How David Holthouse Decided to Name the ‘Bogeyman’

David Holthouse’s talk in the Capitol in February set off a chain of events that led him to publicly name his rapist. (Photo by Skip Gray/360 North)
David Holthouse’s talk in the Capitol in February set off a chain of events that led him to publicly name his rapist. (Photo by Skip Gray/360 North)

A high profile case about an alleged child rape from 1978 is at an impasse because of Alaska’s old statute of limitations.

When writer David Holthouse retold his story of being raped as a child to lawmakers in February, he had no idea it would set off a chain of events that would lead to filing a police report and publicly naming his rapist in the Anchorage Press last week.

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Holthouse had never publicly identified the person who raped him in Eagle River when he was 7 years old.

“I did not want to destroy his life by naming him,” he said.

But Holthouse’s 2004 article “Stalking the Bogeyman” gives clues, including one to throw people off. According to Holthouse, the perpetrator was a star athlete at Chugiak High School and was profiled in the Anchorage Daily News. As an adult, he moved to Broomfield, Colo., a Denver-area suburb. Holthouse also wrote that his rapist was about 17 at the time of the incident. Now, Holthouse said, he deliberately misrepresented the age and his perpetrator was actually 14 at the time.

In the story, Holthouse describes the traumatic experience, his plans to kill his rapist and finally confronting him as an adult.

“After meeting him in person and hearing him swear to me that he had never raped a child before or after he perpetrated the crime on me, I decided that it was possible that he was telling the truth,” Holthouse said.

There was a caveat though. Holthouse followed up with a letter, which said: “If any other victims come forward at any point in the future, I’m going to write a second article and this one will name you.”

Nearly 11 years after writing that letter, Holthouse was in the Alaska State Capitol Building sharing his story. He spoke in support of a law that would require public schools to teach sexual abuse prevention.

After the talk, Holthouse said two people in the Capitol told him they might know other victims of his rapist.

“I was very careful about the way I dealt with the situation,” Holthouse said. “I sort of heard them out. In both conversations, it got to the point where they said, ‘I’m going to say the name and you tell me if it’s the same person.’”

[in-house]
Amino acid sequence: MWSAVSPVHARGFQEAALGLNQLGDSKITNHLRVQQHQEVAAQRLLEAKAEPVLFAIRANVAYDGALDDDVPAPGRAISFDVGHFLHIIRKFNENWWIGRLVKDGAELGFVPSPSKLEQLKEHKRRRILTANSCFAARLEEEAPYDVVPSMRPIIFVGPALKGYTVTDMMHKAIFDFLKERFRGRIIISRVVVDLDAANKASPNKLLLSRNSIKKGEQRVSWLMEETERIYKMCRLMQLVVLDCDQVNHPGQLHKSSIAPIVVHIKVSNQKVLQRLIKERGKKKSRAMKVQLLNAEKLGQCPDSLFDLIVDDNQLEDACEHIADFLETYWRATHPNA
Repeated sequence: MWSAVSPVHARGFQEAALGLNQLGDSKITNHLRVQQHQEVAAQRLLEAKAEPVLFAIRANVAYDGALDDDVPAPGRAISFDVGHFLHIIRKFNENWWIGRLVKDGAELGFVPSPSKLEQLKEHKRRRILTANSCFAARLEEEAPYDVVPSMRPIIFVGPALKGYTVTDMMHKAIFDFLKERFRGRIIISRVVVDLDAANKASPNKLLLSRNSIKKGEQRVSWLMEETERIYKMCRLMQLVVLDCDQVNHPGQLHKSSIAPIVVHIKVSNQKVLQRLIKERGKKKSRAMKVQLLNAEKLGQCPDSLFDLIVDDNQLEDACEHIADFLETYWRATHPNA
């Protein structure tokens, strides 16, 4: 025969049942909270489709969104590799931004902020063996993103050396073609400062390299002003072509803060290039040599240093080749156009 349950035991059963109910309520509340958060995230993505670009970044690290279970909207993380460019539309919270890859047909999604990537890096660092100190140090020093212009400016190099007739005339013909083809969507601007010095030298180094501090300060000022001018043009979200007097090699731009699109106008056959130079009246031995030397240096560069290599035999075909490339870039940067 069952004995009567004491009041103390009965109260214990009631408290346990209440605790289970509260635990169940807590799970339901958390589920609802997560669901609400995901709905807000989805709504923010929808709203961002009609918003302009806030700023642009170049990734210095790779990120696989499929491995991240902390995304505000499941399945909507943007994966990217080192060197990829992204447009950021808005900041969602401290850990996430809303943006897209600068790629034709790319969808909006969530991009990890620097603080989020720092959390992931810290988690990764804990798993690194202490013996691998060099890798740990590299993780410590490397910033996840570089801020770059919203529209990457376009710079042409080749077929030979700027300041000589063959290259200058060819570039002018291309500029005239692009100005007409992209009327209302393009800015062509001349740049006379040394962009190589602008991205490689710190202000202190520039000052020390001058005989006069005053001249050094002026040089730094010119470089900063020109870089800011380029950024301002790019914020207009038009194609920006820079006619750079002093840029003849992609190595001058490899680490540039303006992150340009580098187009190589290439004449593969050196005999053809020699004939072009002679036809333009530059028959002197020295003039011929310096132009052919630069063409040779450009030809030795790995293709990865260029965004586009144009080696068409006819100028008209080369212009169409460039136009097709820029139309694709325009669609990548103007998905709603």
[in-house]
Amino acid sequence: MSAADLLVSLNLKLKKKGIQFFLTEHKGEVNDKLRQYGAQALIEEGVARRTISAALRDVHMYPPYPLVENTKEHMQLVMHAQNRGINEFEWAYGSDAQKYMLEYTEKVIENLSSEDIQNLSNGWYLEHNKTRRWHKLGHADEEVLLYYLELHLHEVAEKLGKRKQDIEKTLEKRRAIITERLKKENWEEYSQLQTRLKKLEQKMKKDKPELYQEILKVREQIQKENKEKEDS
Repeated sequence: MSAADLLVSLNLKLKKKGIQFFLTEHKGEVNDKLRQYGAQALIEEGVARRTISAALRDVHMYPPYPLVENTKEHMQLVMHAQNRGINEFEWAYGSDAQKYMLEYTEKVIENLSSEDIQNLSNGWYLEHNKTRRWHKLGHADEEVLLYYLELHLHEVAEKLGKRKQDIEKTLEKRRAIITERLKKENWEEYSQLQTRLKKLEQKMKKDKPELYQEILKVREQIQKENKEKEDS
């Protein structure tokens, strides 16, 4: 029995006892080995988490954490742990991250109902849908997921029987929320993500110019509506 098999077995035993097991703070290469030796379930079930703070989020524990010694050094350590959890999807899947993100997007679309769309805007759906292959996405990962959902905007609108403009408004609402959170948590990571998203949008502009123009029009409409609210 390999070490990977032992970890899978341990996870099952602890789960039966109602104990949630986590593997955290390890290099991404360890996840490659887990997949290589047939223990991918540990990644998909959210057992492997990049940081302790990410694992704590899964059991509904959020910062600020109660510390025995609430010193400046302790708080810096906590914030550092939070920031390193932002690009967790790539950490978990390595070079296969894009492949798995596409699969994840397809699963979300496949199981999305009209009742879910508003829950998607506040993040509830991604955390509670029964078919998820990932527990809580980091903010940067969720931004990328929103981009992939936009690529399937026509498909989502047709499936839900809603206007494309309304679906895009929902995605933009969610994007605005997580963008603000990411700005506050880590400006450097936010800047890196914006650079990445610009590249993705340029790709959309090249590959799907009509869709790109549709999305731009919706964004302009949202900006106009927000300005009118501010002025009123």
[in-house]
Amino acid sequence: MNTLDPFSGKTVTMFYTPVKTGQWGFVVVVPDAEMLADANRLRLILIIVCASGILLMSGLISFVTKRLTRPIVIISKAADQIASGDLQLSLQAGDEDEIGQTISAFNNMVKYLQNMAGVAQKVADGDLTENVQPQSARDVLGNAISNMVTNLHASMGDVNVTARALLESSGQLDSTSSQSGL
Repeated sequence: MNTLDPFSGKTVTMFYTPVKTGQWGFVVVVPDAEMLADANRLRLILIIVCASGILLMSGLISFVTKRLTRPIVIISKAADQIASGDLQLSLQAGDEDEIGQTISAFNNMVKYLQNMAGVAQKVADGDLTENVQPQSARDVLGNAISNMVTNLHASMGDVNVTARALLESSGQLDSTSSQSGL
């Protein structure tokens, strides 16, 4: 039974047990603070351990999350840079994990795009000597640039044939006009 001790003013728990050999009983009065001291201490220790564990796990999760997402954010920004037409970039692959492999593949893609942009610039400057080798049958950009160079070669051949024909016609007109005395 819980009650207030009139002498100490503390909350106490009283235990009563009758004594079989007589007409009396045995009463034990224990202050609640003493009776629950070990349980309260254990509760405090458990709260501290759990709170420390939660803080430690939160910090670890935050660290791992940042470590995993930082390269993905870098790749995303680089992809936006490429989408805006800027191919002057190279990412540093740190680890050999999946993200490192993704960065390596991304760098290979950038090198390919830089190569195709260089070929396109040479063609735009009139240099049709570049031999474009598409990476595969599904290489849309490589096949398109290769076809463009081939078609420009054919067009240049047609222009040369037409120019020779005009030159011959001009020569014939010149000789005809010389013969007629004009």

It was. Holthouse says he felt relieved.

“I guess the relief was just in finally knowing. The question of whether or not he was telling me the truth – it haunted me for more than a decade and I felt like I finally know,” Holthouse said.

Since that day in the Capitol, Holthouse said he’s wanted to write the story naming him, but “I needed to meet one on one with people and have them tell me their stories for me to feel like I had the information to go through with it.”

He tracked them down.

“Eagle River in the late 1970s and the 1980s was an even smaller town than it is now, so once I had a couple of leads and a couple of names of kids, now adults, but kids who ran in the same social circle, it took me a couple months but I could sort of gently reach out to them and point them to my original piece and say, ‘Is this something that you would like to sit down and talk to me about by any chance?’”

Holthouse says he’s convinced his rapist sexually assaulted two other boys and a girl. He’s heard about other suspicious incidents as well.

KTOO could not reach the man for comment. According to property records, he owns a home in Broomfield, Colo. Holthouse says he still lives there. Phone numbers listed for the man were out of service. He’s not listed in sex offender registries in Alaska or Colorado.

Holthouse wrote “Outing the Bogeyman” in the Anchorage Press for himself “to just finally tell on him, just to finally  give that 7-year-old a voice and tell on him.”

“And to let other survivors know “no matter how much time has passed, when someone rapes you when you’re a kid, they give you the power to avenge yourself and that power is you know their name and you can use it,” Holthouse said.

It could be online, it could be in a letter, it could be confronting the person, it could be reporting them to the police. Holthouse has done all of these things.

He recently reported the rape to the Anchorage Police Department.

“My report alone is not going to prompt a criminal investigation let alone an arrest or prosecution, but they said reports like this are still important because if other victims were to come forward it would help corroborate their accounts,” Holthouse said.

In 1978, the year Holthouse says he was assaulted, the statute of limitations on child rape was ten years. Lawmakers eliminated that time constraint in September of 1992. There’s currently no statute of limitation for child rape cases.

Holthouse’s case may not be viable for prosecution. But if someone comes forward with an incident that occurred after 1982, that’s fair game.

Lisa Phu is a reporter at KTOO in Juneau.

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